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Monday, 1 August 2016

Using Orthotics in Rheumatoid Arthritis

In case you wonder what orthotics or orthoses are, here's a picture of the side view of one of my insoles beside a foot (not mine). With the side view you can see the layers that provide the support and cushioning.



Using insoles that are custom made for my feet has meant less pain, and keeps me from limping most of the time.

This week I read an abstract about a clinical trial done in the UK. It was called "Clinical effectiveness and cost-effectiveness of foot orthoses for people with established rheumatoid arthritis: an exploratory clinical trial". Though I looked for the full paper I could not gain access to it prior to writing this. I have since read the full paper. It makes my conclusions less clear cut.

The conclusion of this trial is that even though "semi-rigid customized foot orthoses can improve pain and disability scores in comparison to simple insoles" that providing them is not worth the money on a Quality adjusted life year basis. 

Fake money for false savings (IMO)

They conclude this despite the fact that people with rheumatoid arthritis (RA) have "greater difficulty with activities of daily living, increased fear of falling and greater self-reported foot impairment." 1

The pain and disability experienced by people with rheumatoid arthritis who have involvement of their weight bearing joints will frequently lead to damage to the ankles, knees or hips due to poor gait mechanics.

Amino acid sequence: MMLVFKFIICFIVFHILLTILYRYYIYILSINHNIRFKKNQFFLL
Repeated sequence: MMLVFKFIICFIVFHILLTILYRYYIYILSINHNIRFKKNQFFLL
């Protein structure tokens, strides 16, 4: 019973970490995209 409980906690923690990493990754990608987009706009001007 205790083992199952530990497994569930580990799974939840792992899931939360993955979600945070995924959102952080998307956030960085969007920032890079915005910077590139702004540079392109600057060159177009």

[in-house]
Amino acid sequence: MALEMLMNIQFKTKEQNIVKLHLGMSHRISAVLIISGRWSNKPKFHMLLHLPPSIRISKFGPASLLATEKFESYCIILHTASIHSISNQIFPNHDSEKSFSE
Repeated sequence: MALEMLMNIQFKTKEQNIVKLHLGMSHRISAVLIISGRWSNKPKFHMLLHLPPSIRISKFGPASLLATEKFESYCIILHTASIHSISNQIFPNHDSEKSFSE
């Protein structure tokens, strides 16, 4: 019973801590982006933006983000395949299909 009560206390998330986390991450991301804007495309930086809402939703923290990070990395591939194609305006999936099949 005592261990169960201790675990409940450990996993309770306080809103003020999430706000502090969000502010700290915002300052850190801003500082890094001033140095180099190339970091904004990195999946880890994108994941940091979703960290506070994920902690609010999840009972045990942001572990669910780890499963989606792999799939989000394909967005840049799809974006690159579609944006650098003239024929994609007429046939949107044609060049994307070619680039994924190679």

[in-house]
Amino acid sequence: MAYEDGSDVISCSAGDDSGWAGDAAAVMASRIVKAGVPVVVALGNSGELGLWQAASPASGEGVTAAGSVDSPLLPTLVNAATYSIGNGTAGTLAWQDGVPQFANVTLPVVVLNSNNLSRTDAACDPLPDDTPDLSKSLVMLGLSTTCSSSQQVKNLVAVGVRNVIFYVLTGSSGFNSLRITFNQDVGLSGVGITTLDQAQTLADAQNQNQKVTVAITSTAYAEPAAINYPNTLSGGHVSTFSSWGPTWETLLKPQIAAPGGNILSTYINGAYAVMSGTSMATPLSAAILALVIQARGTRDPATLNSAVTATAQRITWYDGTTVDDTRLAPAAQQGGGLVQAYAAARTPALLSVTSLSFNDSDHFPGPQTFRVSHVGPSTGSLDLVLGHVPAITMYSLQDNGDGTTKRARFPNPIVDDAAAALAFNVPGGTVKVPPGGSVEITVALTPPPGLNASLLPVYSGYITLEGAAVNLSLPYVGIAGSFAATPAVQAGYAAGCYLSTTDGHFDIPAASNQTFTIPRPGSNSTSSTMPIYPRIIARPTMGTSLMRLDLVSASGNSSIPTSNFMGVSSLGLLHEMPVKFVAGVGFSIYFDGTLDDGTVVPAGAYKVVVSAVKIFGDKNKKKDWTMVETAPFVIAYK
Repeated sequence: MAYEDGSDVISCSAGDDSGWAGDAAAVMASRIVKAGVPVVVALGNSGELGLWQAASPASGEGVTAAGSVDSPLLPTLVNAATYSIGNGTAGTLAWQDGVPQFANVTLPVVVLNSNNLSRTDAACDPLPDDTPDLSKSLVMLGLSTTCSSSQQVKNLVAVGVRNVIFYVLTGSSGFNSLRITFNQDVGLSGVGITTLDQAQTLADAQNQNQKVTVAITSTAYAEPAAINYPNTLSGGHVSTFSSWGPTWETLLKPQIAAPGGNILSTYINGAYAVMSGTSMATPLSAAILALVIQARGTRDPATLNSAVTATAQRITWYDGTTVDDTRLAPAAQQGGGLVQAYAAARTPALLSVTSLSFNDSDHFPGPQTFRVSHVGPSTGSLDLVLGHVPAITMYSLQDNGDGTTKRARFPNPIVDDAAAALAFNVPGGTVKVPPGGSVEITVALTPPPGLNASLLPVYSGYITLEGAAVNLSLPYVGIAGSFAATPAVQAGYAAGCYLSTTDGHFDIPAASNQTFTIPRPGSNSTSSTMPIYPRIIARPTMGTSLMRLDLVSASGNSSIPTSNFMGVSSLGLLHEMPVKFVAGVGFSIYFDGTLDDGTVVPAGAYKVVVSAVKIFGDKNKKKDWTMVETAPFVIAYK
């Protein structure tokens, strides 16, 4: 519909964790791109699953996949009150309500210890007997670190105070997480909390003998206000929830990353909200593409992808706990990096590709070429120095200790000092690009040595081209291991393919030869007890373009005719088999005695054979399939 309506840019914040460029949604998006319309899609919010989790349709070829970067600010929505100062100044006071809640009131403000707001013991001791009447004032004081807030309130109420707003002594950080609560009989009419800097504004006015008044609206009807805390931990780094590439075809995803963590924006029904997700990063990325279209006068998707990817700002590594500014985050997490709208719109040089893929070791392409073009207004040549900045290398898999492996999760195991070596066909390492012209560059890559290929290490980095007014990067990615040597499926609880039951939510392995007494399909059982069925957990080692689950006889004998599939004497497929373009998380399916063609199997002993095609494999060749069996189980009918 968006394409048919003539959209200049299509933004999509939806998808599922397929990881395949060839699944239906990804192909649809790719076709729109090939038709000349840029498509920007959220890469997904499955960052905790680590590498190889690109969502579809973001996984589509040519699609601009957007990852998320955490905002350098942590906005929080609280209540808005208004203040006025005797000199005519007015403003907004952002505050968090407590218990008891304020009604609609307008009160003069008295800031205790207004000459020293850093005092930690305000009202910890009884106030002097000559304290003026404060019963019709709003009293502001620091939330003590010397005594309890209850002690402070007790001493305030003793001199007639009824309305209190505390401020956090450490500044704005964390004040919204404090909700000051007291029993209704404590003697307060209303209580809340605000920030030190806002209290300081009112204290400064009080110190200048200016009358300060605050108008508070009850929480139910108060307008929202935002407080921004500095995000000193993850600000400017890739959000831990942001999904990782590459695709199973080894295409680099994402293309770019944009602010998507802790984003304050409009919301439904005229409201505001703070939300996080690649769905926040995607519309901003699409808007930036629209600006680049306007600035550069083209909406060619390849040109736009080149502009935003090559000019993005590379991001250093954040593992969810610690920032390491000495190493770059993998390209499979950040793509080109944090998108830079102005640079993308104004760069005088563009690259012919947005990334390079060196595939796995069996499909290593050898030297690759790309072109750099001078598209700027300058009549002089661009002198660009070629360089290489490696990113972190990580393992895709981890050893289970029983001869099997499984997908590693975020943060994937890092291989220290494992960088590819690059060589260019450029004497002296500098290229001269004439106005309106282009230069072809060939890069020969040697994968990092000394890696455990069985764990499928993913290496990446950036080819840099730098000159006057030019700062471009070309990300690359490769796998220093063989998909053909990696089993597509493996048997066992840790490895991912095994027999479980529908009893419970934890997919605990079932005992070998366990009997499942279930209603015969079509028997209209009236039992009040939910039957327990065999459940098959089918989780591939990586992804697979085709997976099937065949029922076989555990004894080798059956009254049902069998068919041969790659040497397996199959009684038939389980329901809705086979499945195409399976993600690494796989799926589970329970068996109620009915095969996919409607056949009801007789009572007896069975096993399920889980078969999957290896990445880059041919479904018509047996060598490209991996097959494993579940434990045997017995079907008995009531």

It is estimated that one in three adults with RA will fall once or more times per year (Stanmore et al, 2013a) with younger adults falling as often as older adults. Additionally 68% of people in the UK who have RA are reported to be physically inactive. In fact I have wondered for years why anyone thinks that a "Walk" is a good way to raise funds for RA.

People who have pain and disability when they walk are less able to remain in the workforce, accomplish normal chores and errands and often experience social isolation.

As a person who has been using customized orthotic insoles for over 32 years I would like to say that my experience of these insoles includes 1,664 weeks of use which is 350% more hours than the whole clinical trial which included 41 (only 29 completed the study) people for a term of 16 weeks. (464 actual person weeks of usage). 

I realize that the experience of one person is not research - it is qualitative and experiential, and yet the sheer length of time people with RA must live with this pain and disability should not be so easily disregarded. My 1664 weeks provides a perspective on the length of the trial.

Through the use of custom made orthotic insoles I have been able to delay most of the surgeries I have needed for up to twenty years. I would maintain that a 16 week trial is far too short to come  to conclusions about long term efficacy, and that this trial has limited exposure to experiential evidence, based on the short duration and small sample size.

Increased surgery and the future need for custom-made footwear might quickly erode the short term savings that would seem to benefit the healthcare system, while leaving patients with more pain and increased disability.

There is no sign that patients were involved in this trial in any way beyond being subjects. I would like to see some patient involvement in the outcomes that are to be measured in future research.